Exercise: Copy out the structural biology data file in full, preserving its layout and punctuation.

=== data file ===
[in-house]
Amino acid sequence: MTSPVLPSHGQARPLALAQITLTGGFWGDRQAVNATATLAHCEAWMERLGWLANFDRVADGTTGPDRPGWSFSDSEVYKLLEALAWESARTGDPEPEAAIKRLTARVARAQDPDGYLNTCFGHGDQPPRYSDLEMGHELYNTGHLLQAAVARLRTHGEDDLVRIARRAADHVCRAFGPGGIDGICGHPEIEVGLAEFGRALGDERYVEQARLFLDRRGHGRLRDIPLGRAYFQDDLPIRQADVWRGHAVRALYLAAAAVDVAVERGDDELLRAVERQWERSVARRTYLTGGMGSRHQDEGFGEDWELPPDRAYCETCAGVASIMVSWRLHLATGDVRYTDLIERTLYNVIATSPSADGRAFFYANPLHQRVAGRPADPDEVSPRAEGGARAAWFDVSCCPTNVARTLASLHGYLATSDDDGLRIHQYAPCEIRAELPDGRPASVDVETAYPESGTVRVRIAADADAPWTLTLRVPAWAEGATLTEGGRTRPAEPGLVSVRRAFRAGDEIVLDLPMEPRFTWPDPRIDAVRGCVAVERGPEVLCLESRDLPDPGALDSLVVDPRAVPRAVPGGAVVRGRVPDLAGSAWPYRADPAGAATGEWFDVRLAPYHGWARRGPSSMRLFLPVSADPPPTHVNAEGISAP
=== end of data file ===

[in-house]
Amino acid sequence: MTSPVLPSHGQARPLALAQITLTGGFWGDRQAVNATATLAHCEAWMERLGWLANFDRVADGTTGPDRPGWSFSDSEVYKLLEALAWESARTGDPEPEAAIKRLTARVARAQDPDGYLNTCFGHGDQPPRYSDLEMGHELYNTGHLLQAAVARLRTHGEDDLVRIARRAADHVCRAFGPGGIDGICGHPEIEVGLAEFGRALGDERYVEQARLFLDRRGHGRLRDIPLGRAYFQDDLPIRQADVWRGHAVRALYLAAAAVDVAVERGDDELLRAVERQWERSVARRTYLTGGMGSRHQDEGFGEDWELPPDRAYCETCAGVASIMVSWRLHLATGDVRYTDLIERTLYNVIATSPSADGRAFFYANPLHQRVAGRPADPDEVSPRAEGGARAAWFDVSCCPTNVARTLASLHGYLATSDDDGLRIHQYAPCEIRAELPDGRPASVDVETAYPESGTVRVRIAADADAPWTLTLRVPAWAEGATLTEGGRTRPAEPGLVSVRRAFRAGDEIVLDLPMEPRFTWPDPRIDAVRGCVAVERGPEVLCLESRDLPDPGALDSLVVDPRAVPRAVPGGAVVRGRVPDLAGSAWPYRADPAGAATGEWFDVRLAPYHGWARRGPSSMRLFLPVSADPPPTHVNAEGISAP